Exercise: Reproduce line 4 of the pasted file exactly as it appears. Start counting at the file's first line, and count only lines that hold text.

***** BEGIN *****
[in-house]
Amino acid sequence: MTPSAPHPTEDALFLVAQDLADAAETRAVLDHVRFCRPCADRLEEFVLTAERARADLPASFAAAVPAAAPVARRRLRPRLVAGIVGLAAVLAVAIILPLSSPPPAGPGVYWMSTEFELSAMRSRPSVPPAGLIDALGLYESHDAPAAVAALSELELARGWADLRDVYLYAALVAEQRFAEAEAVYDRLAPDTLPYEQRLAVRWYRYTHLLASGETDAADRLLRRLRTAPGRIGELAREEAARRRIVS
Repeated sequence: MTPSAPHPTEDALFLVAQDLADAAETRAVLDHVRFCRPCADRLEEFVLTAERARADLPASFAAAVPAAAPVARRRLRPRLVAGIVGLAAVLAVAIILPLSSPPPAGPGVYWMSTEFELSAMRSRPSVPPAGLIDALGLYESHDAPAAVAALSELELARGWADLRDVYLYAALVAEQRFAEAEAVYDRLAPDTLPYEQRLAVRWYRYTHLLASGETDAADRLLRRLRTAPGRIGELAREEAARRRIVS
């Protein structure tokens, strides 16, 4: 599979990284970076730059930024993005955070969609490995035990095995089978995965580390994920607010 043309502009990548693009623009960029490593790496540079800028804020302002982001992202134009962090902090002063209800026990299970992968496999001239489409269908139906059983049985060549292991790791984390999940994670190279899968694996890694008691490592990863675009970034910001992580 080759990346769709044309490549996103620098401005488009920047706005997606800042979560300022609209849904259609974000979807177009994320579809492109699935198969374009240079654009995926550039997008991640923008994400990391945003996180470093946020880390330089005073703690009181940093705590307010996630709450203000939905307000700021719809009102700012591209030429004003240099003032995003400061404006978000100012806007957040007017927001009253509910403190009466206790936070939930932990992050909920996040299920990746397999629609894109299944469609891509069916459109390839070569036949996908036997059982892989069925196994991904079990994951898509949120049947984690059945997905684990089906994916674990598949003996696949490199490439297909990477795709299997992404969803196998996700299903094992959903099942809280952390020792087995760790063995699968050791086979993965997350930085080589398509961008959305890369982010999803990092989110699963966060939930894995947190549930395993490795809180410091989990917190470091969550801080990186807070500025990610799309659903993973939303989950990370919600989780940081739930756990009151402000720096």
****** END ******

């Protein structure tokens, strides 16, 4: 599979990284970076730059930024993005955070969609490995035990095995089978995965580390994920607010 043309502009990548693009623009960029490593790496540079800028804020302002982001992202134009962090902090002063209800026990299970992968496999001239489409269908139906059983049985060549292991790791984390999940994670190279899968694996890694008691490592990863675009970034910001992580 080759990346769709044309490549996103620098401005488009920047706005997606800042979560300022609209849904259609974000979807177009994320579809492109699935198969374009240079654009995926550039997008991640923008994400990391945003996180470093946020880390330089005073703690009181940093705590307010996630709450203000939905307000700021719809009102700012591209030429004003240099003032995003400061404006978000100012806007957040007017927001009253509910403190009466206790936070939930932990992050909920996040299920990746397999629609894109299944469609891509069916459109390839070569036949996908036997059982892989069925196994991904079990994951898509949120049947984690059945997905684990089906994916674990598949003996696949490199490439297909990477795709299997992404969803196998996700299903094992959903099942809280952390020792087995760790063995699968050791086979993965997350930085080589398509961008959305890369982010999803990092989110699963966060939930894995947190549930395993490795809180410091989990917190470091969550801080990186807070500025990610799309659903993973939303989950990370919600989780940081739930756990009151402000720096």